The night of Nov. 8 was a good time to be a Republican, as the party unexpectedly won both ends of Pennsylvania Avenue and maintained their dominance at the state level. The presidential election, however, was a matter of controversy, as it ended in an Electoral College “misfire,” the second in 16 years. Republican Donald Trump handily won the electoral vote (and with it, the White House) but lost the popular vote by nearly 3 million. Meanwhile, the Democrats did score gains in both houses of Congress, but not nearly enough to win control of either the House or the Senate.
Source: The Rhodes Cook Letter, March 2017
The 2016 presidential election was like none other in American history. Russian hackers, the FBI director, even "Access Hollywood", a television show devoted to the goings on in La La Land, all played significant roles.
But throughout the year, the spotlight was firmly trained on Donald Trump, who confounded virtually everyone in the nation’s political community by not only capturing the Republican nomination, but the White House as well.
Trump was a totally different breed of candidate than what politicians and the media were used to. He burst onto the political scene in 2015 as a brash billionaire, New York-based developer, the star of a reality TV show, and a political novice, albeit a savvy one. He belittled his rivals, railed against the media, debunked the credibility of both major parties, and questioned the legitimacy of the American electoral process itself.
As such, he was easy to underestimate, running his campaign by his own rules. Still, he won by galvanizing a “have not” coalition that few thought a Republican could assemble.
In one of the more skillful feats in political memory, Trump - who has liked to flaunt his great wealth - was able to sell himself to “forgotten” working-class Americans as a consummate deal-maker who would put his skills to work for them. “I am your voice,” he proclaimed.
His campaign was nationalistic and anti-immigrant. “Make America Great Again” was his slogan, though it shared top billing with “Build the Wall,” an edifice along the country’s southern border that Trump promised would be paid for by Mexico. And being a political newcomer, Trump was able to run as an anti-establishment outsider, an agent of change in a year where most voters felt the country was on the wrong track.
In contrast, his Democratic opponent, Hillary Clinton touted an impressive political resume: Fist Lady of the United States (as wife of former President Bill Clinton), senator from New York, and secretary of state under Barack Obama.
Clinton allied herself closely with Obama, who was leaving office with both a presidential approval rating above 50% and an economy in far better shape than when he had taken office nearly eight years earlier. Clinton was also mounting a history-making candidacy. If elected, she would have become the nation’s first woman president. But an agent of change she was not.
There was a negative undertone to the entire campaign, due in no small part to the unpopularity of the two nominees. Clinton’s trustworthiness took a beating with the disclosure of her use of a private email server as secretary of state. The issue was magnified by the hacking of the emails of Clinton allies that were fed to WikiLeaks for publication. Russian hackers, sympathetic to Trump, were widely believed to be the culprits.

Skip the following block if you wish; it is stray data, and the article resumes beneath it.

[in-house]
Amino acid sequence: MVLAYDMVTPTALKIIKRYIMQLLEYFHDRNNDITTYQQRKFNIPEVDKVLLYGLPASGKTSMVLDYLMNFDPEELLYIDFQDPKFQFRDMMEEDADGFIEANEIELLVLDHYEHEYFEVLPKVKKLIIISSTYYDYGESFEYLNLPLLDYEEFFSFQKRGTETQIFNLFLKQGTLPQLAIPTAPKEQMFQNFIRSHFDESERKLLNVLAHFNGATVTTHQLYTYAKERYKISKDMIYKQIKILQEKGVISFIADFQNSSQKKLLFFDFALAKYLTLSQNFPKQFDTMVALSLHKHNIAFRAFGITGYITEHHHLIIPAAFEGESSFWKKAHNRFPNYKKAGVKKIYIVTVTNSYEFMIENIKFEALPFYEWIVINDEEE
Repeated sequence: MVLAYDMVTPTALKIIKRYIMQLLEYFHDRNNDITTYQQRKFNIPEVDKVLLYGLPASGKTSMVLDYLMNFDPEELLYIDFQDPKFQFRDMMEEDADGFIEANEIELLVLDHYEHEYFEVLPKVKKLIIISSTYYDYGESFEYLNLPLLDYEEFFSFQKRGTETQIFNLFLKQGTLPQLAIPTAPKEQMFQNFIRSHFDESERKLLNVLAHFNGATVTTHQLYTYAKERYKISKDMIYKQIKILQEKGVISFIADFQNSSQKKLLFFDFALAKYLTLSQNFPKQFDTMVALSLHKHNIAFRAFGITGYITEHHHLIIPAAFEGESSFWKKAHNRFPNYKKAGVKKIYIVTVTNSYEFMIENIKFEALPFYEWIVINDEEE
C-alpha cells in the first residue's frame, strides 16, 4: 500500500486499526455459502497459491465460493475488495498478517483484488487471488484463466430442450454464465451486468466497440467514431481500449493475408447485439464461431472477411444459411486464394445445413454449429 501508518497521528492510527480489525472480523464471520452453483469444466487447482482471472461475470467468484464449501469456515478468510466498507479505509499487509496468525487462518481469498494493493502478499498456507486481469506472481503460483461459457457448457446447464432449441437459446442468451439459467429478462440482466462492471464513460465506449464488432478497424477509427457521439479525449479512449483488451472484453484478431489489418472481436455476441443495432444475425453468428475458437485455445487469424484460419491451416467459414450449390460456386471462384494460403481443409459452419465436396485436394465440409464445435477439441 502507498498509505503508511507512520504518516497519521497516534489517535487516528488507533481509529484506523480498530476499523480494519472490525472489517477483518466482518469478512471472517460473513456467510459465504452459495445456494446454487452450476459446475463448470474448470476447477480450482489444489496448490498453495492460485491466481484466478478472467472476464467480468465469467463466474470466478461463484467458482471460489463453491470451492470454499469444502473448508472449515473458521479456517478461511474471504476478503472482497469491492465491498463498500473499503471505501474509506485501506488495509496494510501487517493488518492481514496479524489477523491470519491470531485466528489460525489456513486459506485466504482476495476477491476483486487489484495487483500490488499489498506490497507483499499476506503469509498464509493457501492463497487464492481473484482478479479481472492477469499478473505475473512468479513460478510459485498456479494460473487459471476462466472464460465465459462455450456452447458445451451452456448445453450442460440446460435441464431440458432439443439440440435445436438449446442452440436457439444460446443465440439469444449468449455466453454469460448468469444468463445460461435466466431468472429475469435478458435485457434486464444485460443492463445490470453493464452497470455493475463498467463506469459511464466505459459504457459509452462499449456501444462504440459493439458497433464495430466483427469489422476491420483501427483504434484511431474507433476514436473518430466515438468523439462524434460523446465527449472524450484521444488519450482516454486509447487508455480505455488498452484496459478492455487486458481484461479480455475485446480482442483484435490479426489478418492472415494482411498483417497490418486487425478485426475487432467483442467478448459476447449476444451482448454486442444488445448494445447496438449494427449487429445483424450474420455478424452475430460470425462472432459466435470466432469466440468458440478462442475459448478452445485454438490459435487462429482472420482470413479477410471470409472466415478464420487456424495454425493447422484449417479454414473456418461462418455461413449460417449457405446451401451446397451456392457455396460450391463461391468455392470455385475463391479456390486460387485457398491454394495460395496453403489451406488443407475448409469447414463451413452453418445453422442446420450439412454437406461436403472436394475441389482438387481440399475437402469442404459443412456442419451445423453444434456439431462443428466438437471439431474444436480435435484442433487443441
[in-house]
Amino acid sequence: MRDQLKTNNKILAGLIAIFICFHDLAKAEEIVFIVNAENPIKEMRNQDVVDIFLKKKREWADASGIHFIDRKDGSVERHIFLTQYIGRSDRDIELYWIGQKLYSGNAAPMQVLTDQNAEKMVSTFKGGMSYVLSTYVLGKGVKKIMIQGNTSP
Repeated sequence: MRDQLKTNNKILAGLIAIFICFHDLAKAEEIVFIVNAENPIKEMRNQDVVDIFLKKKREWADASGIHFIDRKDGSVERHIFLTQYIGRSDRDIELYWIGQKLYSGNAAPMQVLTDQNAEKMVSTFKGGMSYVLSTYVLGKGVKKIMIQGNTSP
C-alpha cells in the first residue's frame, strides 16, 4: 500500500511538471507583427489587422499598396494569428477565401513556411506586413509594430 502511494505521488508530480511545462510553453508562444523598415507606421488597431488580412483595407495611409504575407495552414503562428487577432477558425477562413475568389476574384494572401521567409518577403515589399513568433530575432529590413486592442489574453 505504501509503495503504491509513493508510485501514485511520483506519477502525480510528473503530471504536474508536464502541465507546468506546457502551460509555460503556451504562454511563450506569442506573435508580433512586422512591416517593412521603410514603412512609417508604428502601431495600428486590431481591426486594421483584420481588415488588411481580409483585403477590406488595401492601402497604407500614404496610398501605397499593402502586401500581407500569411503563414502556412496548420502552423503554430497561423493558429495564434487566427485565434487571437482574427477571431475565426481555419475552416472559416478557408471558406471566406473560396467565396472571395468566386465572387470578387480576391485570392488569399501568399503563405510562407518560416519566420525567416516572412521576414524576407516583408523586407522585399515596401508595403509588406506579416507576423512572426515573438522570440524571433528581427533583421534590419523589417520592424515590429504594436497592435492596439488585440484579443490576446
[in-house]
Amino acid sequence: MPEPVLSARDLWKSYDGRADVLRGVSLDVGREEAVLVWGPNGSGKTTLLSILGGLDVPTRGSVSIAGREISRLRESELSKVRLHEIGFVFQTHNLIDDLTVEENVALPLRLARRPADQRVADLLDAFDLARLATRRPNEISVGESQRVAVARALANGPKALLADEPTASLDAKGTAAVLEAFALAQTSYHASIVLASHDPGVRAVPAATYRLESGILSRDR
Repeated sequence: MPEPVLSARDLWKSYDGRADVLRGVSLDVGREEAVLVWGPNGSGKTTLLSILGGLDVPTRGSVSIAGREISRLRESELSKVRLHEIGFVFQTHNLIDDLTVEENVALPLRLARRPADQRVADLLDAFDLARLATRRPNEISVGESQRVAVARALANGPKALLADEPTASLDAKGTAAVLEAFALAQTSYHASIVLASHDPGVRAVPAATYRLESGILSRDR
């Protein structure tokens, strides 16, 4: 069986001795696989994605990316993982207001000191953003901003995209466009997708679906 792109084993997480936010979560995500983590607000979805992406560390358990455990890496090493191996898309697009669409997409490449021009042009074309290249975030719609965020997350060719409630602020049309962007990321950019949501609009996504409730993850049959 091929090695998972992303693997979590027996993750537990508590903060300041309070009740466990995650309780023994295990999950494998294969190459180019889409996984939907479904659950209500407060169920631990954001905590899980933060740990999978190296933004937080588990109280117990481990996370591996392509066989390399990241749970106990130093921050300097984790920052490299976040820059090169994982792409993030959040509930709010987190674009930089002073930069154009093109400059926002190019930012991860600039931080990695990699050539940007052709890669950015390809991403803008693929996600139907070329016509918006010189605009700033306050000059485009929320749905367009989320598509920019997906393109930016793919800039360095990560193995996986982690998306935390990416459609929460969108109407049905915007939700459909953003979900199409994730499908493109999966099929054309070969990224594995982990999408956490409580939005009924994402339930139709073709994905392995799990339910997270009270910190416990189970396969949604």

During the summer, FBI Director James Comey had acknowledged that Clinton had made significant mistakes in the handling of her government emails but declined to pursue legal action against her. Yet a fortnight before the election, Comey turned a spotlight back on the issue by indicating that the FBI was looking into a glut of newly discovered Clinton-related emails. Comey announced a week or so later that no incriminating evidence had been found, but it was an “October surprise” that many Democrats felt cost them the election.
As for Trump, his unorthodox candidacy was a magnet for concerns that revolved around his boorishness, questions about his knowledge or even interest in major issues, and head scratching about his “soft spot” for Russian strong man Vladimir Putin. His campaign bottomed out in early October when a decade-old tape from "Access Hollywood" surfaced that featured Trump in his own words bragging about his techniques as a sexual predator.
Not surprisingly, each candidate went after the other with gusto. Trump repeatedly brought up Bill Clinton’s own checkered history with women and referred to his opponent as “crooked Hillary.” Meanwhile, she dismissed Trump as unqualified to be president, and described many of his supporters as belonging in a “basket of deplorables” (in retrospect, not the best choice of words).
Still, as the campaign headed to the finish line, it was regarded as Clinton’s to lose. National polls showed her narrowly, but consistently, ahead. So did those in most of the battleground states. The big question was whether Clinton would be joined in the nation’s capital by a Democratic Senate. But what was widely expected to be a good election for the Democrats turned out on Nov. 8 to be a great one for the Republicans.
For the first time since 2004, they won both ends of Pennsylvania Avenue, taking the White House and maintaining control of both the House and the Senate. The GOP also strengthened its dominance in the states, where they emerged from the 2016 election with nearly two-thirds of the governors and state legislatures (as measured by control of both chambers).
Democrats were left with a handful of consolation prizes. Clinton won the popular vote by nearly 3 million, thanks to a gigantic lead of more than 4 million votes in California, and Democrats scored modest gains in both the Senate (two seats) and the House (six seats). But in both congressional chambers, they remained stuck in the minority.